Skip to Content
Uncategorized

Open Access Online Publishing Trend Continues in Academia

PeerJ uses a flat-rate publishing model to entice authors to a lifetime of open access.

A new open access journal, PeerJ, offers medical researchers and life scientists a publishing platform where they pay only once for what is effectively a lifetime publishing pass.

The pass comes in the form of a journal membership, so you can access others’ articles. The most basic plan, for one article a year, is $99 if you pay before you’re published. The article still undergoes peer review before it can be accepted. Members also have to commit to doing at least one peer review per year (which could be an informal comment on an already published paper.) The first 12 authors of an article need to be members, yet this means that the price of publishing just one article—$1,548 for 12 authors if membership is done after submission—is substantially cheaper than the several thousand dollars it would cost under a conventional open-access publishing model such as PLoS ONE. (In fact, co-founder and publisher Peter Binfield ran PLoS ONE before starting PeerJ).

Unlike most literary contributions, scientific publishing is often a “pay to play” system where authors are expected to (ostensibly) help offset publishing costs. This has led to a series of controversies over the past several years, as profit margins of academic journals can be an almost 40 percent margin, much higher than in other content distribution platforms (Amazon is less than 1 percent, for example), yet large journal publishers like Elsevier have been increasing the cost of subscribing for academic institutions.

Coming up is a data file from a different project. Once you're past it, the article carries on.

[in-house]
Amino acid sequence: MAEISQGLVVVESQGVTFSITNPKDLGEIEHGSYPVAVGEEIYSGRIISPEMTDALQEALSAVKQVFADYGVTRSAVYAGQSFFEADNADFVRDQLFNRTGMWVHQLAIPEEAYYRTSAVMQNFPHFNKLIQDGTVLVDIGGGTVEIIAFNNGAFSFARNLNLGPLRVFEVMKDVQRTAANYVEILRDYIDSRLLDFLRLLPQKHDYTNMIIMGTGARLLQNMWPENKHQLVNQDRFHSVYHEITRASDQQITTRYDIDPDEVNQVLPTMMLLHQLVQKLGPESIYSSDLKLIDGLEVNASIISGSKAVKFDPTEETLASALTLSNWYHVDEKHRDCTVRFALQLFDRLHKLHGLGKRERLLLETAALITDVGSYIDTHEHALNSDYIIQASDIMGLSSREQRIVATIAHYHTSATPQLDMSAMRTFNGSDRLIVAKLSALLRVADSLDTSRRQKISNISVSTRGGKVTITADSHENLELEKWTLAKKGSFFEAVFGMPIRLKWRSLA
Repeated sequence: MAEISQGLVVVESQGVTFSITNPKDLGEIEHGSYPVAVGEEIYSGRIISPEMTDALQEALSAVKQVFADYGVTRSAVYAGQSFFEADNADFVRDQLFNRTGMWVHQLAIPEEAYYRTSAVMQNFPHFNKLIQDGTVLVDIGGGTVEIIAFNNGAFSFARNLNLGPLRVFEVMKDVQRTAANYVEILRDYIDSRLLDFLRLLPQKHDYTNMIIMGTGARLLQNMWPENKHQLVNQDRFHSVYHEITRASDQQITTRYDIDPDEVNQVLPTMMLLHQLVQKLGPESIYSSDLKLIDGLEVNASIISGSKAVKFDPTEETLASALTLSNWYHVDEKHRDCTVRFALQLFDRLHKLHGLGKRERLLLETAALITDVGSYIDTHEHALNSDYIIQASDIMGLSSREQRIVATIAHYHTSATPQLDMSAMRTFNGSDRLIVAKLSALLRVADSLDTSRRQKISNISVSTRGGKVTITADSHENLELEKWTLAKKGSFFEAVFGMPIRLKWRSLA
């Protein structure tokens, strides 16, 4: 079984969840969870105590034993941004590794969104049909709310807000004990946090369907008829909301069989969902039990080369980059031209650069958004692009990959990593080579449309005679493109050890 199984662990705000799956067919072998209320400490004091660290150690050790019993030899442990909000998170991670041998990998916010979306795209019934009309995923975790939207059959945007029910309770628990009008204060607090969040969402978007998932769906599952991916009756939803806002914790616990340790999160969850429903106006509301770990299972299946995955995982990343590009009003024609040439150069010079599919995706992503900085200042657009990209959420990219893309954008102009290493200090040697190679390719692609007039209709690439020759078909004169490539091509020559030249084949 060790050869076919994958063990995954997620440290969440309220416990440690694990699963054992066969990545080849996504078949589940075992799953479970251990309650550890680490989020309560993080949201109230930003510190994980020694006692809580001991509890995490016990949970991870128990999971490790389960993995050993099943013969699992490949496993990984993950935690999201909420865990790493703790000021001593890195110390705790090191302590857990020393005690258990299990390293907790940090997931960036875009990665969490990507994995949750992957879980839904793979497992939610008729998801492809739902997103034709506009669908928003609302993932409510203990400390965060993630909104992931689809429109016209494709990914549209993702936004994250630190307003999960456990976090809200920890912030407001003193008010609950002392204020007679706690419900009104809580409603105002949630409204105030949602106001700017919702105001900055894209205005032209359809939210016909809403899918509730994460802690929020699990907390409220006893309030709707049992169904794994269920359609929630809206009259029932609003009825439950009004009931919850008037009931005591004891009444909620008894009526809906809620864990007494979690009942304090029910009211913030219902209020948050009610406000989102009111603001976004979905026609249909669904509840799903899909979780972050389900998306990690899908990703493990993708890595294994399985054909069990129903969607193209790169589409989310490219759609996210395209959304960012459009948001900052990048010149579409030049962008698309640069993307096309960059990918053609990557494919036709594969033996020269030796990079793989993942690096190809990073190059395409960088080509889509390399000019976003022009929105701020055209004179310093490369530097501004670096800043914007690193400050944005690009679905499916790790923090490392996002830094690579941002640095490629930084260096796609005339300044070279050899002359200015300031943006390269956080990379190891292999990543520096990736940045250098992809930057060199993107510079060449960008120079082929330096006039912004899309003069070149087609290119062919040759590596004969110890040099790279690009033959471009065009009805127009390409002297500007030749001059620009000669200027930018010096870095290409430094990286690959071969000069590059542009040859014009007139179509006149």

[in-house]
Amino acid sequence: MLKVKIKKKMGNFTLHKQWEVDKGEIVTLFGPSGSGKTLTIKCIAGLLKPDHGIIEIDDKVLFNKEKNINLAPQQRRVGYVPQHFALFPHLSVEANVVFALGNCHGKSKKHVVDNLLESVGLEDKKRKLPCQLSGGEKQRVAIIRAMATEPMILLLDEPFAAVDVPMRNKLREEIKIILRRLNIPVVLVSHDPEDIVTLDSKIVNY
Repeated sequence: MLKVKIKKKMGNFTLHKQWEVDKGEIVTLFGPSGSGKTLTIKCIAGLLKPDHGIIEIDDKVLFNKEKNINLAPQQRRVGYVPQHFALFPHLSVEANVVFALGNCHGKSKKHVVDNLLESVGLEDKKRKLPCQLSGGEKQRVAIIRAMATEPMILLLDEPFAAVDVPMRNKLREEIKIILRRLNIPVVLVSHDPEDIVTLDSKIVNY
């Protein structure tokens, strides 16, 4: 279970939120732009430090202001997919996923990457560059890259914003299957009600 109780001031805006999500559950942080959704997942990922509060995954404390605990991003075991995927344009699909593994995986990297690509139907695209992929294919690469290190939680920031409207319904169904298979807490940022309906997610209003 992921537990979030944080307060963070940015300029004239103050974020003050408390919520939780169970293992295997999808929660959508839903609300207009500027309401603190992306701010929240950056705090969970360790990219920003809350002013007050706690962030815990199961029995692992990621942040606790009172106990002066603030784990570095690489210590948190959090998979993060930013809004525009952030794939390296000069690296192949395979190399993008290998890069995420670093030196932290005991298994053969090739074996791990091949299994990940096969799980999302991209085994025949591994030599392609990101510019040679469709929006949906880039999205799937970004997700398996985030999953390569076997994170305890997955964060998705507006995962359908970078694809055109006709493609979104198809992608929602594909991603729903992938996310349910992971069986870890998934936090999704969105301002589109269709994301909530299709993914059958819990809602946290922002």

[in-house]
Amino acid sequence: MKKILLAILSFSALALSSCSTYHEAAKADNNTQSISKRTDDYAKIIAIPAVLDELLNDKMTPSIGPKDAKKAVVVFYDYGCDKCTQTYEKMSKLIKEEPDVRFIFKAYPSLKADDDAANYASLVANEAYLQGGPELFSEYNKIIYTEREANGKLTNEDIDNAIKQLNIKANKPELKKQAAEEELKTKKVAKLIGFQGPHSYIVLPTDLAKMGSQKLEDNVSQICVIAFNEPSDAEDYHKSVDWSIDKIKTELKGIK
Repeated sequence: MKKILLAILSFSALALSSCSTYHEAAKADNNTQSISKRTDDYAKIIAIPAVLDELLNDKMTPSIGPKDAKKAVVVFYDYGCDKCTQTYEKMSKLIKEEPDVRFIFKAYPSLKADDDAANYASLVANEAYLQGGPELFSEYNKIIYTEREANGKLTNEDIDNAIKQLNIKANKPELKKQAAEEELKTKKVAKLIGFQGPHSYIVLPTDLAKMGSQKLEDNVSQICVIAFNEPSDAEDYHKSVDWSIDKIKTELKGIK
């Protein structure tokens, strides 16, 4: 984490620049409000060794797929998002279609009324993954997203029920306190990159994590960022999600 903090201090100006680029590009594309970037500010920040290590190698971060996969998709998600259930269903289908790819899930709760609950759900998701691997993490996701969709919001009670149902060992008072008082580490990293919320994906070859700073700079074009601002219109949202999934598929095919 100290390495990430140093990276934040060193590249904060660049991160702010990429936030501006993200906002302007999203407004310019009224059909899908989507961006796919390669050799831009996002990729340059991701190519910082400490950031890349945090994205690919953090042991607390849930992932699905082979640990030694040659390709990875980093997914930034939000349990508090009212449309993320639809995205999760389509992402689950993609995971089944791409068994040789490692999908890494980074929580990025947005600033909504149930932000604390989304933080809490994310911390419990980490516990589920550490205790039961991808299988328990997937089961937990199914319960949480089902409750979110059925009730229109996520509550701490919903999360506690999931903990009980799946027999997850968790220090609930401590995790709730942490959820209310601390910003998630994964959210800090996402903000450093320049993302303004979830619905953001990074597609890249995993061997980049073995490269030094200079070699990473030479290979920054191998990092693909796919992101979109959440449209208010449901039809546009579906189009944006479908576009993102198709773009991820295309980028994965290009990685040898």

Some online-only journals like PLoS ONE have gone against this model by offering articles free-for-all, but as a result the authors need to shoulder more of the production costs.

PeerJ is yet another way that the academic publishing model, like its scientific content, is experimenting with new ways of funding the distribution of academic content on the Internet.

Keep Reading

Most Popular

images created by Google Imagen
images created by Google Imagen

The dark secret behind those cute AI-generated animal images

Google Brain has revealed its own image-making AI, called Imagen. But don't expect to see anything that isn't wholesome.

biomass with Charm mobile unit in background
biomass with Charm mobile unit in background

Inside Charm Industrial’s big bet on corn stalks for carbon removal

The startup used plant matter and bio-oil to sequester thousands of tons of carbon. The question now is how reliable, scalable, and economical this approach will prove.

AGI is just chatter for now concept
AGI is just chatter for now concept

The hype around DeepMind’s new AI model misses what’s actually cool about it

Some worry that the chatter about these tools is doing the whole field a disservice.

Peter Reinhardt
Peter Reinhardt

How Charm Industrial hopes to use crops to cut steel emissions

The startup believes its bio-oil, once converted into syngas, could help clean up the dirtiest industrial sector.

Stay connected

Illustration by Rose WongIllustration by Rose Wong

Get the latest updates from
MIT Technology Review

Discover special offers, top stories, upcoming events, and more.

Thank you for submitting your email!

Explore more newsletters

It looks like something went wrong.

We’re having trouble saving your preferences. Try refreshing this page and updating them one more time. If you continue to get this message, reach out to us at customer-service@technologyreview.com with a list of newsletters you’d like to receive.